US, Australia Strike FATCA Agreement

The U.S. Department of the Treasury has added the name of yet another nation -- Australia -- to its growing list of countries with which the US has reached an accord regarding the reporting of offshore accounts to the Internal Revenue Service, according to InverstorDaily.com. The newly completed intergovernmental agreement (IGA) makes Australia one of nearly four dozen countries that promised in writing to report assets to American tax authorities as the US attempts to eradicate the use of foreign accounts to evade tax liability domestically.

Australian governmental leaders and banking authorities cheered the signing of the agreement. The requirements originally imposed by the US's passage of the Foreign Account Tax Compliance Act (FATCA) on foreign financial institutions were "onerous," according to Australia's Financial Services Commission. Without the agreement, Australian institutions would have been subject to the FATCA's withholding requirements, would have been required to report information on US account holders directly to the IRS, and would have had to close the accounts of account holders who did not provide certain tax-related information to the IRS.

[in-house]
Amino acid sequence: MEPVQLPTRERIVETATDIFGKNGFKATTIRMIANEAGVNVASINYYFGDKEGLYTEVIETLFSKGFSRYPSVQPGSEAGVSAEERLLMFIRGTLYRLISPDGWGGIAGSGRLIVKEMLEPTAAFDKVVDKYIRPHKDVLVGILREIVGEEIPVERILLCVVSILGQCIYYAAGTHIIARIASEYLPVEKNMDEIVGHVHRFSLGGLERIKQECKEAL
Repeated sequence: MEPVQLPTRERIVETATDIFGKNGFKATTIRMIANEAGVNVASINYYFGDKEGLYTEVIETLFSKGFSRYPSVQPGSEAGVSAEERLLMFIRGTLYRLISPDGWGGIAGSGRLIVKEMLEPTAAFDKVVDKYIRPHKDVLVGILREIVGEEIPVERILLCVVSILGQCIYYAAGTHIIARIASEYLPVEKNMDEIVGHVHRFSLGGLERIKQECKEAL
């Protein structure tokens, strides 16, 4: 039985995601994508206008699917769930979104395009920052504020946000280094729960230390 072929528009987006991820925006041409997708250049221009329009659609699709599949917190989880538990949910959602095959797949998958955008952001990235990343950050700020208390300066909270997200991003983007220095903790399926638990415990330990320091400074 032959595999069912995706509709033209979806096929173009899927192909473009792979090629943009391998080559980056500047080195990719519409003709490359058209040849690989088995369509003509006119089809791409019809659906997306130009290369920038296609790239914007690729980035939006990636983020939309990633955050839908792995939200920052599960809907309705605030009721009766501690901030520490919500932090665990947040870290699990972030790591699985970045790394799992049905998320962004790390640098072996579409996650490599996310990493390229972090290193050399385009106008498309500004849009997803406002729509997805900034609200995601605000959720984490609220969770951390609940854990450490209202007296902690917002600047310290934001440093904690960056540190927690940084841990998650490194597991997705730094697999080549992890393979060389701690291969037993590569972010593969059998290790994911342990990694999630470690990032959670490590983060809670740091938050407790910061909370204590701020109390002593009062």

The IGA helps Australian institutions shed some of those burdens. "It is significant for the financial services industry in reducing red tape and will save hundreds of millions of dollars in compliance costs," Financial Services Commission chief John Brogdon stated. These reductions and savings stem largely from the IGA's simplification of the due diligence requirements created by the FATCA.

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